Yet for all the film’s attempts to balance out the gloominess with smiles, there are aspects of the film that keep the book’s power.  The film doesn’t get dark frequently, but when it does, it pulls no punches.  The Once-ler’s corruption montage, for example, hits about every satirical target from Geisel’s story and then some.  The Once-ler becomes the embodiment of every hypocritical corporate spokesman of the past decade, and the film is particularly savvy about the Once-ler’s PR spin for his destructive practices.  Ironically in fact, the film even seems to satirize its own marketing strategy.  It’s no secret that Universal has turned The Lorax into a marketing shill over the past several months – we’ve seen the character whored out to sell everything from iHop pancakes Mazda SUVs.  Those of us who grew up with the story have been unsurprisingly outraged, as the SUVs in particular seem to go against every environmental message that The Lorax stands for:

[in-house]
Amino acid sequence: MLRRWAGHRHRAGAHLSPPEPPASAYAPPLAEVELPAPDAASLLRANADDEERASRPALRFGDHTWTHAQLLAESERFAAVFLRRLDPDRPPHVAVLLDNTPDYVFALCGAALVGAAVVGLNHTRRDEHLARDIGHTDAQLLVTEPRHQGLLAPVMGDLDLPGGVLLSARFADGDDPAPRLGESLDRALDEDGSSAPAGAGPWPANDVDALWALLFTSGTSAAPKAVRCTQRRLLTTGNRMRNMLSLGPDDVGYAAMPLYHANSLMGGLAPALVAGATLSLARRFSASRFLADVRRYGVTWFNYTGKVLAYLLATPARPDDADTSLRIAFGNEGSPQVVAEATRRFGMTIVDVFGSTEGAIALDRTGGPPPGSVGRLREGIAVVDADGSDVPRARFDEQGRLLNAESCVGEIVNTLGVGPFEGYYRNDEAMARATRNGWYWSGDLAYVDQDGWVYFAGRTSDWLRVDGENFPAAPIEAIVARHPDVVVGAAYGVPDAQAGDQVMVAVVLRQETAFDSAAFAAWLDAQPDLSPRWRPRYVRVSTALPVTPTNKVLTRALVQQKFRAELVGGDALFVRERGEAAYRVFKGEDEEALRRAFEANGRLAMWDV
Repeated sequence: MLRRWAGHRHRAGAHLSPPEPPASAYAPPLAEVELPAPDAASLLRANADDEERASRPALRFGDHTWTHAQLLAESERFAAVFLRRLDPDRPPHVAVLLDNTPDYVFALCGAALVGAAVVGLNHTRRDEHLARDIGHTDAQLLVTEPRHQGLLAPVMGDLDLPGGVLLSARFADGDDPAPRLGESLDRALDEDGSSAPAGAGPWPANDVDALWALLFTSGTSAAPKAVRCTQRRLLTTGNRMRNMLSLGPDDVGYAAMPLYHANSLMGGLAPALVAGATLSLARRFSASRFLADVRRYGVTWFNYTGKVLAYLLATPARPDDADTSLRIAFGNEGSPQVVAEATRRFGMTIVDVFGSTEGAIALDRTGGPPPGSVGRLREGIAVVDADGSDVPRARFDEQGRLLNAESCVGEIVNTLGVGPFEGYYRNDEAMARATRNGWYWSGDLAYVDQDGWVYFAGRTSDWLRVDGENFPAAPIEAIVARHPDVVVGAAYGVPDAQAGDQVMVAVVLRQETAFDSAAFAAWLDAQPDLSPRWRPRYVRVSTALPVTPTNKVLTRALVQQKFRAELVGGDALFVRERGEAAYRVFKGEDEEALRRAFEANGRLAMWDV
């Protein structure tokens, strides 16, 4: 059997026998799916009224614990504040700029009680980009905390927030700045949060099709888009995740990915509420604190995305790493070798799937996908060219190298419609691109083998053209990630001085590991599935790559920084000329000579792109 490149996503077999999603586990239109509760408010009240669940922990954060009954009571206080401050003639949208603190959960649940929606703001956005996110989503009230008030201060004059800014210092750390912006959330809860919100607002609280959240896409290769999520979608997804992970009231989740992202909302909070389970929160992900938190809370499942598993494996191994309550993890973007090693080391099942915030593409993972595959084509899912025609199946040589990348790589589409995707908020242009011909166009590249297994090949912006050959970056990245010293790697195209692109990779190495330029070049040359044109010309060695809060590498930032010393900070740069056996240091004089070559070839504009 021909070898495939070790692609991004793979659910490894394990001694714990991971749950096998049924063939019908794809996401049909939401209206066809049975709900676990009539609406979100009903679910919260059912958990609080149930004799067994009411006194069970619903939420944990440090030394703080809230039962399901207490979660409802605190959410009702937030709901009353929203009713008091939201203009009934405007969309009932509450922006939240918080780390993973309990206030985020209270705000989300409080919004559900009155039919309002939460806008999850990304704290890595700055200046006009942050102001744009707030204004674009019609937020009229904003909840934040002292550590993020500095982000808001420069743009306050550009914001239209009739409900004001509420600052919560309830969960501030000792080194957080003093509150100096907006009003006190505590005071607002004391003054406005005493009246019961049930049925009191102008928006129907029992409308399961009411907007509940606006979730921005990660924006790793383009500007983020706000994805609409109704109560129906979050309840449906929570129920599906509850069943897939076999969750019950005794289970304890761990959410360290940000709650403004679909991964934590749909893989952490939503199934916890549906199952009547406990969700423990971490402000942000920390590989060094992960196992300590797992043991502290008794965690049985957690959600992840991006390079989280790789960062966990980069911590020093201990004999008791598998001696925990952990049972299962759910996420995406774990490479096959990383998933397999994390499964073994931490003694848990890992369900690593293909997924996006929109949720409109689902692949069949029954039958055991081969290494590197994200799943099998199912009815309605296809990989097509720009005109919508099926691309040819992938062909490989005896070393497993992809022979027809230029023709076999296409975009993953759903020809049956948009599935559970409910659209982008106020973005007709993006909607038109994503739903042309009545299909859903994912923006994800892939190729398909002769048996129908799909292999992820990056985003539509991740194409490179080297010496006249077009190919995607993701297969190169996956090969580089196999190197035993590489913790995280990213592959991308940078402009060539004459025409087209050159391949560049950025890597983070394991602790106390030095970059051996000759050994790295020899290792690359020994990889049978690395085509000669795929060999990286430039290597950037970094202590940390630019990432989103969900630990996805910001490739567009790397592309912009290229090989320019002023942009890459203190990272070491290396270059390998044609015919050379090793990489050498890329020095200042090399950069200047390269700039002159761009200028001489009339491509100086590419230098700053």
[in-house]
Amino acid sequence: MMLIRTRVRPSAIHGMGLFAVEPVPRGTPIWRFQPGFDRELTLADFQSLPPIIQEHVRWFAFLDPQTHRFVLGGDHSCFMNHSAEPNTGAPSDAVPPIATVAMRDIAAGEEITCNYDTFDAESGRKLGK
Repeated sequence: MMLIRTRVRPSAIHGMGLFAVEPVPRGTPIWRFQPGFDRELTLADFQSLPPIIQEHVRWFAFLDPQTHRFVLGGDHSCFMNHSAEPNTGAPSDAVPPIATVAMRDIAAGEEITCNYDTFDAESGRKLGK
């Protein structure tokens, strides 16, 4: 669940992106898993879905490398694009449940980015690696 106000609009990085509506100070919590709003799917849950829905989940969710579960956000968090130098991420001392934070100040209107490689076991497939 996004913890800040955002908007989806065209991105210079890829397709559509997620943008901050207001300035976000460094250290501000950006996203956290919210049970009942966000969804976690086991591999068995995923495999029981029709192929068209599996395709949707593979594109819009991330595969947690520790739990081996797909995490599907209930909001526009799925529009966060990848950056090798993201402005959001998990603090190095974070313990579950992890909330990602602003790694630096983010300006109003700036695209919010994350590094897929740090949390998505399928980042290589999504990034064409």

But what’s strange is that the film seems to agree with us.  At one point, for example, the Once-ler justifies his actions by noting that “a portion of proceeds goes to charity,” a line that recalls Mazda’s own paltry donations to school reading programs as justification for using The Lorax to invade elementary schools and push SUVs on children.  At another point in the montage, the Once-ler uses a photoshopped picture of the Lorax to advertise “Lorax-approved Thneeds,” a move that recalls Mazda’s own disingenuous “Truffula Seal of Approval” in their SUV commercials.  Studio filmmaking involves so many competing artistic and corporate interests that it’s not surprising when the film and the marketing aren’t completely in-synch.  But I can’t think of another instance in which a film, coincidentally or not, has attacked its own marketing campaign with such vicious specificity.